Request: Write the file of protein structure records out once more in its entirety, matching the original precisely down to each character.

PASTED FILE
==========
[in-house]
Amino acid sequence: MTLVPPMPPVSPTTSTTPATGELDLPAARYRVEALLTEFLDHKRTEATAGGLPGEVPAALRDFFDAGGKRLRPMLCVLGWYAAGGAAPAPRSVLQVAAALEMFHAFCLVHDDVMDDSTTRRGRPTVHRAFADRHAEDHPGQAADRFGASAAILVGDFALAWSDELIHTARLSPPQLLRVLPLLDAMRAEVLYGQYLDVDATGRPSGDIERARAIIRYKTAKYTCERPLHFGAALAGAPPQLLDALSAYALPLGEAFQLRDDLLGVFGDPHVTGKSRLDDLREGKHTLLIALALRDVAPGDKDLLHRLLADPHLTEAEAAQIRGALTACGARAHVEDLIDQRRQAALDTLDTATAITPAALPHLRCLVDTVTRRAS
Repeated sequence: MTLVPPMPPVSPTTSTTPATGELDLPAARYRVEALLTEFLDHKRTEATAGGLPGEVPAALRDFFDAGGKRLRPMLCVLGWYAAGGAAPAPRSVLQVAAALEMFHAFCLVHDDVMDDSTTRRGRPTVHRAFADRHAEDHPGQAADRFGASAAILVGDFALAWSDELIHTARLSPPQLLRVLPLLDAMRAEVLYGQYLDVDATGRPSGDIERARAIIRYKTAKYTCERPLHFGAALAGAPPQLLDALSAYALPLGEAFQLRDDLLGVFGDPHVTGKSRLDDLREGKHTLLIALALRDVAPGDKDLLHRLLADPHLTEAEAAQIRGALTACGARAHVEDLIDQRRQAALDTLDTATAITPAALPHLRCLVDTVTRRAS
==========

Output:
[in-house]
Amino acid sequence: MTLVPPMPPVSPTTSTTPATGELDLPAARYRVEALLTEFLDHKRTEATAGGLPGEVPAALRDFFDAGGKRLRPMLCVLGWYAAGGAAPAPRSVLQVAAALEMFHAFCLVHDDVMDDSTTRRGRPTVHRAFADRHAEDHPGQAADRFGASAAILVGDFALAWSDELIHTARLSPPQLLRVLPLLDAMRAEVLYGQYLDVDATGRPSGDIERARAIIRYKTAKYTCERPLHFGAALAGAPPQLLDALSAYALPLGEAFQLRDDLLGVFGDPHVTGKSRLDDLREGKHTLLIALALRDVAPGDKDLLHRLLADPHLTEAEAAQIRGALTACGARAHVEDLIDQRRQAALDTLDTATAITPAALPHLRCLVDTVTRRAS
Repeated sequence: MTLVPPMPPVSPTTSTTPATGELDLPAARYRVEALLTEFLDHKRTEATAGGLPGEVPAALRDFFDAGGKRLRPMLCVLGWYAAGGAAPAPRSVLQVAAALEMFHAFCLVHDDVMDDSTTRRGRPTVHRAFADRHAEDHPGQAADRFGASAAILVGDFALAWSDELIHTARLSPPQLLRVLPLLDAMRAEVLYGQYLDVDATGRPSGDIERARAIIRYKTAKYTCERPLHFGAALAGAPPQLLDALSAYALPLGEAFQLRDDLLGVFGDPHVTGKSRLDDLREGKHTLLIALALRDVAPGDKDLLHRLLADPHLTEAEAAQIRGALTACGARAHVEDLIDQRRQAALDTLDTATAITPAALPHLRCLVDTVTRRAS